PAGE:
Causes of traumatic brain injury are an important variable for determining cognitive impairment, indeed different causes of TBI indicated different degrees of cognitive impairment. In particular, car accident multiple trauma, car accident and head trauma indicated high risk of cognitive impairment. Different injuries commonly seen are caused by motor vehicle accidents. Car accidents are associated with serious brain injuries which can lead to numerous cognitive problems and symptoms.28 A previous study showed acute head injury is likely and predicts cognitive impairment.29 Researchers argued that there is strong evidence that global cognitive impairments are associated with serious fall-related injury, which was also associated with increased risk.30

Cognitive impairment was related with education status, which could be predicted by education. In particular, education is strongly associated with levels of cognitive function, but not with rate of cognitive decline. Furthermore, related research has stated that education is correlated with risk of dementia in elderly TBI patients,31 although education-cognition relationship are partially explained by intellectual activities.32 Another investigation found that higher educated patients performed better on both memory tests at baseline, compared to less educated patients.33 In addition, memory and language functions were found to be more resistant to decline in the high-education group.17 Evidence indicated that higher education can attenuate the negative effect of TBI on cognitive outcomes.34 Educated patient status proved an independent predictor of 1-year disability-free recovery even after traumatic brain injury was adjusted for other prognostic factors.35 Mild cognitive impairment patients with higher education/occupation had more elevated regional cerebral metabolic rates for glucose reduction than individuals with low education, and comparable levels of cognitive impairment.36

Our study suggests that the different levels and causes of TBI and education status are useful variables for predicting cognitive impairment in patients. Also, TBI affects most in cognitive functions. In fact, different levels (mild-to-severe) and causes of TBI, and education status play potential compensatory role in indicating severity of cognitive impairment. Another study in moderate-to-severe TBI survivors reported that cognitive deficit is associated with functional changes in the brain.37 Based on these arguments, cognitive reserve could be a factor driving neural adaptation during recovery from TBI.35 However, education had a considerable effect in determining cognitive impairment in traumatic brain injury. Researchers noted that patients with more education have a greater cognitive reserve, or the brain's ability to maintain function in spite of damage. Higher educated patients have been shown to display fewer symptoms of the disease than individuals with less education, and be more likely to fully recover.38 A health education program promoting knowledge to increase understanding about TBI via two modes of delivery, classroom and electronic, was evaluated. Both modes appeared equally effective in terms of self-report of change in long-term TBI knowledge outcomes.39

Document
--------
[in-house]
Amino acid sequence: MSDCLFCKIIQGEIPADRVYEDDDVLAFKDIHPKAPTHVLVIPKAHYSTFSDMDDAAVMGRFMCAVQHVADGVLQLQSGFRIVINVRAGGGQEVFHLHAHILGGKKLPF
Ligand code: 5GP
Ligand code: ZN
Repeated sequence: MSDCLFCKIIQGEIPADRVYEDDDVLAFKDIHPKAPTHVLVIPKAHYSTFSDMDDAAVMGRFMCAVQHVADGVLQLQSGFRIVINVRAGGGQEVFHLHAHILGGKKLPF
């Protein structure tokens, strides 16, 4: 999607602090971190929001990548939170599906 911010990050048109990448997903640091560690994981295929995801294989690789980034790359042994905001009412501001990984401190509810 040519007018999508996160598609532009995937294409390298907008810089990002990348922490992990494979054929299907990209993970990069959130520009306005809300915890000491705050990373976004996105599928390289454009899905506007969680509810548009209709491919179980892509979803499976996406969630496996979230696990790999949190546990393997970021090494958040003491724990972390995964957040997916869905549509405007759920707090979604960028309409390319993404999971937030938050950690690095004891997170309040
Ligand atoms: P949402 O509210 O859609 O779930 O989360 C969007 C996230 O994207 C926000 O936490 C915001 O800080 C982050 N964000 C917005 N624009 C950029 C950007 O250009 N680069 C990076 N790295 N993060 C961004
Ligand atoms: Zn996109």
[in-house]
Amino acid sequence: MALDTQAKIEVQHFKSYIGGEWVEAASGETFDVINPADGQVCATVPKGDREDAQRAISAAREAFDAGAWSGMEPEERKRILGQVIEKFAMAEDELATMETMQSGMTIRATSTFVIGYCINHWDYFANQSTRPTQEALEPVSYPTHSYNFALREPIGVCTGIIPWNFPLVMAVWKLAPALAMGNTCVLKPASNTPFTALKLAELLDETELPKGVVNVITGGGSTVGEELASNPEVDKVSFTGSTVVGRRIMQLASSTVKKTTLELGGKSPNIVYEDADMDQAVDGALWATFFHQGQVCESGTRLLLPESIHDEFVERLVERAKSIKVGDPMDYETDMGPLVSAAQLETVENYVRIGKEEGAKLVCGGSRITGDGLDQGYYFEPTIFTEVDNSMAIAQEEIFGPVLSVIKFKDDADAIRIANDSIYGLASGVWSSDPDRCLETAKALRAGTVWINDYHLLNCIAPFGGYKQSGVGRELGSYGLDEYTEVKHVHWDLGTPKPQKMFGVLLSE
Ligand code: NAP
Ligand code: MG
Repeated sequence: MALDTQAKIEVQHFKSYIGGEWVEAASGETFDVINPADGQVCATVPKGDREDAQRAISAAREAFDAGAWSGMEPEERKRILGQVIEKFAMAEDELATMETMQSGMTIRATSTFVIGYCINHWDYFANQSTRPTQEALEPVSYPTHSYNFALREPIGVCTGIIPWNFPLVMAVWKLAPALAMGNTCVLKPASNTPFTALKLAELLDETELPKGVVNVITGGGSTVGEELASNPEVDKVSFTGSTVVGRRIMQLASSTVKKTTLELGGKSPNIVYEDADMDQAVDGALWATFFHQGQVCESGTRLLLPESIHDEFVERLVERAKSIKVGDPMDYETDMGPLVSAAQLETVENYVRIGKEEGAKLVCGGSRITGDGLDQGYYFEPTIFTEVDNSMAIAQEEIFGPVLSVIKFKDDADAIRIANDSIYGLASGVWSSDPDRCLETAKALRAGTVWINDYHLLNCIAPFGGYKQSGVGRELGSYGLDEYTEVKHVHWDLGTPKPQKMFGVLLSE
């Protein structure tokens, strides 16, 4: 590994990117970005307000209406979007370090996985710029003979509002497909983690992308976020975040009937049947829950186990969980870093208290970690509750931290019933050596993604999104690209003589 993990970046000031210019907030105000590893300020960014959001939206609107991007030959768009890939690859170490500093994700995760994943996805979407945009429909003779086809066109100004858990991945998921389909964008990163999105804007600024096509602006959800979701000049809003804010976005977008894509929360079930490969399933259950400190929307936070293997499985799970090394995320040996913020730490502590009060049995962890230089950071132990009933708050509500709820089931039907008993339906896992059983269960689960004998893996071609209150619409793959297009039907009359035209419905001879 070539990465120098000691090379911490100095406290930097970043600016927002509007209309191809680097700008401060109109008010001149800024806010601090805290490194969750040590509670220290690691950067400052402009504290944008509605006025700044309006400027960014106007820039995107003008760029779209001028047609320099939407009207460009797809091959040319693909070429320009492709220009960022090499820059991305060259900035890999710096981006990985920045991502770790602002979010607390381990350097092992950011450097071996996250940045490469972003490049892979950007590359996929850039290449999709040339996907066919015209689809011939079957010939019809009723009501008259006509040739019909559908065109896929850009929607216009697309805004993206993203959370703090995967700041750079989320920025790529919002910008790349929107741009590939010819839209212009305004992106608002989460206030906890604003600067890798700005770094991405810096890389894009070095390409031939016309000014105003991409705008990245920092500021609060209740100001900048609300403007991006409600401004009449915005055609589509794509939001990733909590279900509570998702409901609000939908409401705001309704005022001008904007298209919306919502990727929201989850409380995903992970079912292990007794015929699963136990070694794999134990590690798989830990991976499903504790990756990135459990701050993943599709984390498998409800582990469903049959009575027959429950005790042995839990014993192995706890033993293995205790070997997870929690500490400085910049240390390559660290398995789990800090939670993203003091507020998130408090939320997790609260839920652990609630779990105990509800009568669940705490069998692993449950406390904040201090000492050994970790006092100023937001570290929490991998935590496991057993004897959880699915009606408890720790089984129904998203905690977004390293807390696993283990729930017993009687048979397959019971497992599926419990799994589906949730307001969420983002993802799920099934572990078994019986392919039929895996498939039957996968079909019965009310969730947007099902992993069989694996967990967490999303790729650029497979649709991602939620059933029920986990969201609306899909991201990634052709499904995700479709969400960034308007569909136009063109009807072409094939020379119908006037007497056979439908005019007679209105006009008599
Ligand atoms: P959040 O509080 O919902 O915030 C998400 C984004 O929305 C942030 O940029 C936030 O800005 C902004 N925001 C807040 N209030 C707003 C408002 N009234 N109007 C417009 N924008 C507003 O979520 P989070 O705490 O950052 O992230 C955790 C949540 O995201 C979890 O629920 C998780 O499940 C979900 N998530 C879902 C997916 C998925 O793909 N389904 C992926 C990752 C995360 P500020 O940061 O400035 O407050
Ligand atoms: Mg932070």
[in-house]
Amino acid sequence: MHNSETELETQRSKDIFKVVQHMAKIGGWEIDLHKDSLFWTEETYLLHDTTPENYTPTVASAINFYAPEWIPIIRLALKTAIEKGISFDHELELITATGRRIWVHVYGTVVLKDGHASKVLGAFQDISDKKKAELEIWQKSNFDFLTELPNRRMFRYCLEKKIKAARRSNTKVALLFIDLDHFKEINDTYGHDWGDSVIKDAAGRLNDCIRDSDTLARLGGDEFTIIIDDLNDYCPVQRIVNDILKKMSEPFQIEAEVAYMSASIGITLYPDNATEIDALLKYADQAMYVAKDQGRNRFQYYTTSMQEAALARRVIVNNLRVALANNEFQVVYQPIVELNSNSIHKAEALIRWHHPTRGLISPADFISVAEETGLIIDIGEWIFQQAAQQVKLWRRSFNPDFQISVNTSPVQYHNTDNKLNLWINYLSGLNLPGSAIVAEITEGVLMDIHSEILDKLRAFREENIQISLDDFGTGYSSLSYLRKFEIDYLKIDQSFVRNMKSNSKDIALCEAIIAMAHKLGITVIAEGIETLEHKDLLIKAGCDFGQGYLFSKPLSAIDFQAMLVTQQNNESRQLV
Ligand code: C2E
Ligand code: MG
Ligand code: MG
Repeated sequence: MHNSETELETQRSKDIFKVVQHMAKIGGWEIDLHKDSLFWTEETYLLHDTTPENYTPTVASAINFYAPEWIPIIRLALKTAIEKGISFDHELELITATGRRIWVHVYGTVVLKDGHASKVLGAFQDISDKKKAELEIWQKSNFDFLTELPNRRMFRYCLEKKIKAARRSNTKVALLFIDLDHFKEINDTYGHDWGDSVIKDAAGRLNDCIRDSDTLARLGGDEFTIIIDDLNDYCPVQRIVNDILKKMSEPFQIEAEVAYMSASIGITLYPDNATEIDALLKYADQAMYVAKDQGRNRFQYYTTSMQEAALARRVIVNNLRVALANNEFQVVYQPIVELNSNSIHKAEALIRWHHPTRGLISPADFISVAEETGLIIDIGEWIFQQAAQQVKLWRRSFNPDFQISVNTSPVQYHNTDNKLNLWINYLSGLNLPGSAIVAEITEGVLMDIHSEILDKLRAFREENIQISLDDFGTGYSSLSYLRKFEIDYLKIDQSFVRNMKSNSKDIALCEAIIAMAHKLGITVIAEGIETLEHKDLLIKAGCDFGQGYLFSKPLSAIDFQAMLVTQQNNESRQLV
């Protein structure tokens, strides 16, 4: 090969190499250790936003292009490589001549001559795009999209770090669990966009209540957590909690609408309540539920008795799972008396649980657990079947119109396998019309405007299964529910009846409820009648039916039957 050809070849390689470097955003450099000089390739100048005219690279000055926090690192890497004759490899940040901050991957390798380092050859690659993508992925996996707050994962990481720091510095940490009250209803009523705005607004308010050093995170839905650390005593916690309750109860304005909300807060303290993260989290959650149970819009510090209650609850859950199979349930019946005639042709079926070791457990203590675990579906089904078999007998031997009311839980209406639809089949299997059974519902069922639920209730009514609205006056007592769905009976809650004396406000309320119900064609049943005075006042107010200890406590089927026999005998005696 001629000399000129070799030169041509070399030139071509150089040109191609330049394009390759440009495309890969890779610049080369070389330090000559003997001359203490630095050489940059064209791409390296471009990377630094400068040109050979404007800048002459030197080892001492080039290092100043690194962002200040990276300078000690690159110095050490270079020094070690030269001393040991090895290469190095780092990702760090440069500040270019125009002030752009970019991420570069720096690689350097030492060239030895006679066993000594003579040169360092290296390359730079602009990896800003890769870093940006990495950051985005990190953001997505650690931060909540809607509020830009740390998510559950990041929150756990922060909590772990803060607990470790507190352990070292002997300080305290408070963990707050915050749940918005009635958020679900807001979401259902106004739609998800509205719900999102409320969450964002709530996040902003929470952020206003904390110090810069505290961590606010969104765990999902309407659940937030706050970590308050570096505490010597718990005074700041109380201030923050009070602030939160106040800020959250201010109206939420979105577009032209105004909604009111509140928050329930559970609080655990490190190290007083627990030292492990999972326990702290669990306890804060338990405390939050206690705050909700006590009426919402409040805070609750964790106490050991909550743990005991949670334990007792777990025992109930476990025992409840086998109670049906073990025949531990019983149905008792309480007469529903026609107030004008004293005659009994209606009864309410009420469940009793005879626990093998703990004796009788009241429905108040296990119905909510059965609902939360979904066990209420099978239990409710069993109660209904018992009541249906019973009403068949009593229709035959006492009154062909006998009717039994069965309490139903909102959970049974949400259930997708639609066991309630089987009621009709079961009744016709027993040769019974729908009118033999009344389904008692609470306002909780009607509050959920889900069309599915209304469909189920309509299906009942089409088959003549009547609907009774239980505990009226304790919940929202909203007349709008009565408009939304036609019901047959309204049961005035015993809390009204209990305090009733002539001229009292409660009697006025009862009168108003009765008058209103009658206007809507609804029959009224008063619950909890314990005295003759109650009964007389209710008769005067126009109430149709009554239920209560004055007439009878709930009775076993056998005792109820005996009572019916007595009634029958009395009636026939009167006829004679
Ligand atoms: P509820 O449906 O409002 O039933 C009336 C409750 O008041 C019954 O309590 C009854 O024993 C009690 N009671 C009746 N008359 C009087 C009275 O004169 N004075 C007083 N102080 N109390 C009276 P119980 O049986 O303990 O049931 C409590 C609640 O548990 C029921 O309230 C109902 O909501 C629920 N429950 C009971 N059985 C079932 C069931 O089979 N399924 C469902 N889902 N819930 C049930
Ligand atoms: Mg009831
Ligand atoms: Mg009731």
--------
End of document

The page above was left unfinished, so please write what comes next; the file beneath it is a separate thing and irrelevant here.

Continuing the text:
Cognitive impairments following TBI are common and vary widely. However, there are different cognitive rehabilitation techniques and combinations, especially pharmacotherapy, that are helpful in addressing various cognitive deficits.40 Also, different levels and causes of TBI and education status should be considered when planning future rehabilitation programs.

The present study was rigorously prepared yet there were statistically significant differences for different levels and causes of traumatic brain injury and education status, as estimated by dimensions of cognitive impairment. This indicates that different levels and causes of TBI and education in patients are variables impacting score achieved across all dimensions of cognitive impairment. The results of this study confirm that different levels and causes of TBI and education status play an important role in cognitive deficit. These factors, therefore, should be addressed in rehabilitation programs. In addition, the present study had limitations, where the duration of this study was relatively short (6 months). Thus the long-term impact of the level and cause of TBI and of education on cognitive impairment should be investigated in larger groups of TBI patients.

In conclusion, the different levels and causes of traumatic brain injury, and education status, correlated with dimensions of cognitive impairment, and TBI levels and education status were useful for predicting cognitive impairment in patients. Severe TBI and no education were associated with worse cognitive performance and higher disability. These data are especially important in terms of helping patients understand their needs. Therefore, the factors identified can help plan effective rehabilitation programs.

Acknowledgement. We appreciate the collaboration in providing expert clinical information during the investigation and extend thanks to the members of the Khatam Hospital Emergency Department.


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Young Researchers and Elite Club, Zahedan Branch, Islamic Azad University, Zahedan, Iran

This study was conducted at the Young Researchers and Elite Club, Zahedan Branch, Islamic Azad University, Zahedan, Iran.

Minoo Sharbafshaaer
Young Researchers and Elite Club, Zahedan Branch, Islamic Azad University, Zahedan, Iran
Iran, Zahedan, Beheshti 19 - Zip code: 9813714351
E-mail: minoosharbaf@gmail.com

Received July 03, 2018
Accepted in final form October 24, 2018

Disclosure: The author report no conflicts of interest.